August 22 and, as noted at the outset, on the same day issued its decision denying the school committee's motion to vacate and directing compliance with the earlier final decree, deferring to a later date the filing of an opinion or opinions.
We turn now to the legal issues presented by the motion to vacate.
It is well established that a court has power to modify or change a prior decree due to a change in circumstances, including a change in the applicable law. Sawyer v. Davis, 136 Mass. 239 (1884). State v. Wheeling & Belmont Bridge Co. 18 How. 421 (1855). System Fedn. No. 91, Ry. Employes' Dept. AFL-CIO v. Wright, 364 U.S. 642 (1961). See Nantucket Exp. Lines, Inc. v. Woods Hole, Martha's Vineyard & Nantucket S.S. Authy. 350 Mass. 173 , 174-175 (1966), cert. den. 384 U.S. 952 (1966). Cf. Royal v. Royal, 324 Mass. 613 (1949). Citing this proposition, the school committee argues that the change in the racial imbalance law accomplished by c. 636 requires that we reconsider the final decree enforcing the board's opinion and order. Because under the racial imbalance law as amended by c. 636 the measures which the board may order local school committees to adopt include only the use of portable classrooms and the construction of additions to or changes in the use of existing buildings, the school committee contends that the final decree must be vacated because the board no longer has the authority to require the implementation of the Task Force plan, which involves redistricting, transfer of students and busing.
An initial problem with this argument is that it is not clear from the language of the amending statute itself that the Legislature, by enacting c. 636, had any intention of affecting the operation of racial balance plans which had already been approved by the board and incorporated in final decrees of this court. There is certainly nothing in the wording of the 1974 amendment, taken by itself, which suggests an intention to scrap all the work that has been done in both Springfield and Boston toward ensuring that measures to eliminate racial imbalance would at long last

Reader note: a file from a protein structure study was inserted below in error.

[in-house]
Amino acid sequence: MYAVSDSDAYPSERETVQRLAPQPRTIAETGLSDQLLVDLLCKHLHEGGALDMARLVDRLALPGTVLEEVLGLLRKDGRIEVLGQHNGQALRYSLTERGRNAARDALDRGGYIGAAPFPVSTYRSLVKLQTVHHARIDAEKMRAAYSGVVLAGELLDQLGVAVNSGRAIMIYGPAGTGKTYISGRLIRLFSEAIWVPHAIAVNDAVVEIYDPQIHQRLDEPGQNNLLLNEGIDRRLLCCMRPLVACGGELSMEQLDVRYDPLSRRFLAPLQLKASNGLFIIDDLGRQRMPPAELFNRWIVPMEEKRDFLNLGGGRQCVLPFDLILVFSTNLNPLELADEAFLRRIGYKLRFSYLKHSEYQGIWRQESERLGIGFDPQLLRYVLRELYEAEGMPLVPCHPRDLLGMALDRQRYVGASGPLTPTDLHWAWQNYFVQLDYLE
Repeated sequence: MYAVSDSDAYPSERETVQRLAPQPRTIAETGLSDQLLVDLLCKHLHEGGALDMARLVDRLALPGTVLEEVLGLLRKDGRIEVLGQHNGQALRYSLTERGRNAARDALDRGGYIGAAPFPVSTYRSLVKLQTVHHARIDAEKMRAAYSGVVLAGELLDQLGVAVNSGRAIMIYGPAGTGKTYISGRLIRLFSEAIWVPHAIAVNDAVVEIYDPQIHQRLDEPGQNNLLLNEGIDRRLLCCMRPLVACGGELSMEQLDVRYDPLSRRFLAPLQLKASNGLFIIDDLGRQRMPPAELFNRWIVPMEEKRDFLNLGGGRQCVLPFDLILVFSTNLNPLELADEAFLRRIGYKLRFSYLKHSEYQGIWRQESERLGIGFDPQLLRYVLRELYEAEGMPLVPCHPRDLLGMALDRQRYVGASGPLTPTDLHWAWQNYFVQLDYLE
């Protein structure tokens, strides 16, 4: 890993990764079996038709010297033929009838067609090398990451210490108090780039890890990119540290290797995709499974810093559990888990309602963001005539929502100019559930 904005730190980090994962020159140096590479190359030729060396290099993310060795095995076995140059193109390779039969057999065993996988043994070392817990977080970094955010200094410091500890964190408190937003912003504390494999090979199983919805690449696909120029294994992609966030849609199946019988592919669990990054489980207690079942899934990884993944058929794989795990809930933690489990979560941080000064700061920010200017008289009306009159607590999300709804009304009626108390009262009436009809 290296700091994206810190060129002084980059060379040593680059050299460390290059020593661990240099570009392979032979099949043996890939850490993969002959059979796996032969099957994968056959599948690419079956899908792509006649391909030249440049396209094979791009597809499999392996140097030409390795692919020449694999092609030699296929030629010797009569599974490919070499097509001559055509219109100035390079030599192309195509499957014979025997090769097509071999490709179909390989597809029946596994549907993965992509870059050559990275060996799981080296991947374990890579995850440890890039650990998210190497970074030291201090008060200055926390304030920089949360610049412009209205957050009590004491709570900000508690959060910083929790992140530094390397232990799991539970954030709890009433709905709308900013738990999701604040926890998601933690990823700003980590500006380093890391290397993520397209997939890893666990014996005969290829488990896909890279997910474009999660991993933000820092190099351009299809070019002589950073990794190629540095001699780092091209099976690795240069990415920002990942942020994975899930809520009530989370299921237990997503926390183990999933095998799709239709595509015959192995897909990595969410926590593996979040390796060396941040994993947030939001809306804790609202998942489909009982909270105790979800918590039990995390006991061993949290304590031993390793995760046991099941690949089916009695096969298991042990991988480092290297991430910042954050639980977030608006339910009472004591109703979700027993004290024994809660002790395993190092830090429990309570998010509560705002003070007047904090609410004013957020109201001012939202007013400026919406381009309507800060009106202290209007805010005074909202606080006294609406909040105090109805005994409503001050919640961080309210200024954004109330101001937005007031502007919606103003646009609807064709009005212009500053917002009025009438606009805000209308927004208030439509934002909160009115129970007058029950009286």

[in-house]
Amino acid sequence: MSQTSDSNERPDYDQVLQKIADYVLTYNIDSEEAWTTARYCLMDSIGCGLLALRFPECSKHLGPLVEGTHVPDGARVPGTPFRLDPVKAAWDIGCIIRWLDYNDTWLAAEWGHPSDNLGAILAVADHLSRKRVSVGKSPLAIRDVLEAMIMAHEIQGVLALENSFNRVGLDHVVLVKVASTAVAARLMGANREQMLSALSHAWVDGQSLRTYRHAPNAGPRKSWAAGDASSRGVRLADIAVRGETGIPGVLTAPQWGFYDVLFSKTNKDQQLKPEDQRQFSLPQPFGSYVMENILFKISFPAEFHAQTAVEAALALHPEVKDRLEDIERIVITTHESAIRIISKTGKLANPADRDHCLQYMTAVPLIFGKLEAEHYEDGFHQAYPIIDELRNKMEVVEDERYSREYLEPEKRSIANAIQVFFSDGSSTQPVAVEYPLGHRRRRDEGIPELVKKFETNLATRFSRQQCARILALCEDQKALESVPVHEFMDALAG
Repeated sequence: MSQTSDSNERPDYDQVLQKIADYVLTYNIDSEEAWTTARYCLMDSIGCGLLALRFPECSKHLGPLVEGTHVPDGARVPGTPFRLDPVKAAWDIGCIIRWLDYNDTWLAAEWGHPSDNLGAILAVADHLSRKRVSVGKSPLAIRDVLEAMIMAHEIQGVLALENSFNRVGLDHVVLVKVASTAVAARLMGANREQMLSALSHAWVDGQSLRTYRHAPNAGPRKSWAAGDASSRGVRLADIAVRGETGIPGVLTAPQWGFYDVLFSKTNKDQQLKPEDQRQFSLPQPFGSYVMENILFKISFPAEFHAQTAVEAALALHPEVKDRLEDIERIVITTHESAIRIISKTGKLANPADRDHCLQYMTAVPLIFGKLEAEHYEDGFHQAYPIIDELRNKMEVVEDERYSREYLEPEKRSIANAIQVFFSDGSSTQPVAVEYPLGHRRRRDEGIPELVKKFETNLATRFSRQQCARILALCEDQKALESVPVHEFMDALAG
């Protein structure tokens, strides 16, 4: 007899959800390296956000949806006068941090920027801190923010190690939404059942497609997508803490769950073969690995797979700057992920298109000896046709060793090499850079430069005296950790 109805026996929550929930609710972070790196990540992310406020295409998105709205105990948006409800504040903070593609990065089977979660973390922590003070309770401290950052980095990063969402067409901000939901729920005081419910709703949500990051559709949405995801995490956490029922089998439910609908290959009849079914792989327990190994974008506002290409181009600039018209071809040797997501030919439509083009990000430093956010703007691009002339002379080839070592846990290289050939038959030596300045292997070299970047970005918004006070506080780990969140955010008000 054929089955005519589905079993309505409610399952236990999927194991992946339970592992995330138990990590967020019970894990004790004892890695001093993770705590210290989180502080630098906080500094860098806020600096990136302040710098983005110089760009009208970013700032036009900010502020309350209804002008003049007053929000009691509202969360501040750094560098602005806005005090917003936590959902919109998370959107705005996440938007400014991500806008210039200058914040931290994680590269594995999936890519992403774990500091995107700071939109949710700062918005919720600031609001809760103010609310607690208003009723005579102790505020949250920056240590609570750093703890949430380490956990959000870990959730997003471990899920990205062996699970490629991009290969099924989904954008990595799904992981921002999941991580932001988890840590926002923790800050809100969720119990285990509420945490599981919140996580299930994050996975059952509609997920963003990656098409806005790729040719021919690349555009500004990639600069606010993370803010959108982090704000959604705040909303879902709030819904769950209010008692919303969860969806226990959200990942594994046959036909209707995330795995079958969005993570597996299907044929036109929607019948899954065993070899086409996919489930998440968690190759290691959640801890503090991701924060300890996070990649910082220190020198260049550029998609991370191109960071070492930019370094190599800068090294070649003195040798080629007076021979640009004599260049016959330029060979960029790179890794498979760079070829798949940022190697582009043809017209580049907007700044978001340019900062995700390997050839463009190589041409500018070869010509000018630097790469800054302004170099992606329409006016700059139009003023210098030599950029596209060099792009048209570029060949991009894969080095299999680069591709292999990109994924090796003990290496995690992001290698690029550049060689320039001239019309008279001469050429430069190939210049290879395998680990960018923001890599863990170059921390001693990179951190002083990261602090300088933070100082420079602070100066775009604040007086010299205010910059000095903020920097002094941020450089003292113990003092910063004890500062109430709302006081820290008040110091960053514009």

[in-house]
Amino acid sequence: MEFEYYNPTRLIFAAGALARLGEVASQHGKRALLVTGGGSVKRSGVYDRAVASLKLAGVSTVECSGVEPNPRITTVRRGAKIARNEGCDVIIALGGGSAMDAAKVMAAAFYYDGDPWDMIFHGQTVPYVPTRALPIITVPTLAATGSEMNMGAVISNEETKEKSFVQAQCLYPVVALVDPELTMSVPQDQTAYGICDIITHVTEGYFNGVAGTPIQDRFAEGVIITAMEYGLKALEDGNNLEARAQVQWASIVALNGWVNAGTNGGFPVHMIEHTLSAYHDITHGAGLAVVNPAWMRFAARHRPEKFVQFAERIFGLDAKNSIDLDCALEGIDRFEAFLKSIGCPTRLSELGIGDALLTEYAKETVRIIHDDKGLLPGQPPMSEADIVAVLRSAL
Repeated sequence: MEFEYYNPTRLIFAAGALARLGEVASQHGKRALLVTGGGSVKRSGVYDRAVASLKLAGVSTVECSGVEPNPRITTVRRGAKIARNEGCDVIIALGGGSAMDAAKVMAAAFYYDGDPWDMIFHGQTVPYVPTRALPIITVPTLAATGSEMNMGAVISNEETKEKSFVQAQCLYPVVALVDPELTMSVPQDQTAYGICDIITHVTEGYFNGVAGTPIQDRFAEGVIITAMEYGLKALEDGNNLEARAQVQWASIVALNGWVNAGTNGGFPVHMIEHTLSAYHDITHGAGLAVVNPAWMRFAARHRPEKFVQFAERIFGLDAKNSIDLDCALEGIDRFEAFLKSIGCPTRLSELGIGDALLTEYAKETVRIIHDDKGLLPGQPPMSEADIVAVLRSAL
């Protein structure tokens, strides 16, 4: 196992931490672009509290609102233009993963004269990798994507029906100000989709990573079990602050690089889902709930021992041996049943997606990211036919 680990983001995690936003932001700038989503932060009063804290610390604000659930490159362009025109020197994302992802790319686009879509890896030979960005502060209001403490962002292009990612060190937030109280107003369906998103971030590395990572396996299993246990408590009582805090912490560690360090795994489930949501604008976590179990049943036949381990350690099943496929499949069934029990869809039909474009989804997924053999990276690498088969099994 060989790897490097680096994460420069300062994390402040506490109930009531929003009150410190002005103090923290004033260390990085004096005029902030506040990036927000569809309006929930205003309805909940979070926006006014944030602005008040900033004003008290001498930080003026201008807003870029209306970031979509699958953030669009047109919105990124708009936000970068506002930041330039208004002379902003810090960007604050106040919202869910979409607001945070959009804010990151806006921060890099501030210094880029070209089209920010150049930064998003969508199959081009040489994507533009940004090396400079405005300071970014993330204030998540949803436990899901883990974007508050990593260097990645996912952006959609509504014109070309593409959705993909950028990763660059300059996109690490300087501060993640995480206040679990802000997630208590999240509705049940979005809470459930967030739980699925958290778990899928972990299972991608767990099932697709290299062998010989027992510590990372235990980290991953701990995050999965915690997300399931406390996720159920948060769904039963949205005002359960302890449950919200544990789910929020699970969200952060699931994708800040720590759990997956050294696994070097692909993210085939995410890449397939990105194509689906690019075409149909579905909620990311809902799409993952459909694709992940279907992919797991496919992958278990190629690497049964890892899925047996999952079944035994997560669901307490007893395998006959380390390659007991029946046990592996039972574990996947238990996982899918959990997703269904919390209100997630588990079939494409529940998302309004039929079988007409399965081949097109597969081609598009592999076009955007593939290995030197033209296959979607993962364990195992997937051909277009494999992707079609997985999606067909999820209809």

be implemented this September. In addition, it was well known to the Legislature that the racial balance plan adopted for Boston, see Boston III, [Note 15] had since been incorporated in a decree of the United States District Court, District of Massachusetts, as the necessary shortterm remedy for violations of the Fourteenth Amendment to the United States Constitution which were found to have occurred in the operation of the Boston school system. Morgan v. Hennigan, 379 F. Supp. 410 (D. Mass. 1974). From the statutory language it would appear unlikely that the Legislature intended to flout that court order by amending the racial imbalance act so as to invalidate the racial balance plan adopted for Boston. If the Legislature did not intend c. 636 to affect the operation of the racial balance plan already adopted for Boston, and since there is no suggestion in the statute that Springfield be treated differently from Boston, it could further be argued that the Legislature did not intend to affect the plan adopted for Springfield.
On the other hand, if c. 636 is viewed against the historical background described in the first part of this opinion and if it is considered with other portions of the imbalance legislation, together with all the opinions of this court, including our advisory opinions, in dealing with the imbalance statute of 1965, a persuasive argument can be made that the clear intent of that statute was to forestall, wherever possible, the immediate implementation of board-ordered racial balance plans which require redistricting or busing of students. It is well known that the board's orders requiring redistricting and involuntary transfer (i.e., busing) of students are the aspects of the attempts to enforce the racial imbalance law which have aroused the most vociferous opposition. See Opinion of the Justices, 363 Mass. 899 , 905 (1973); Opinion of the Justices, 365 Mass. 648 , 652 (1974). The most conspicuous change in the racial imbalance law which c. 636 accomplishes is the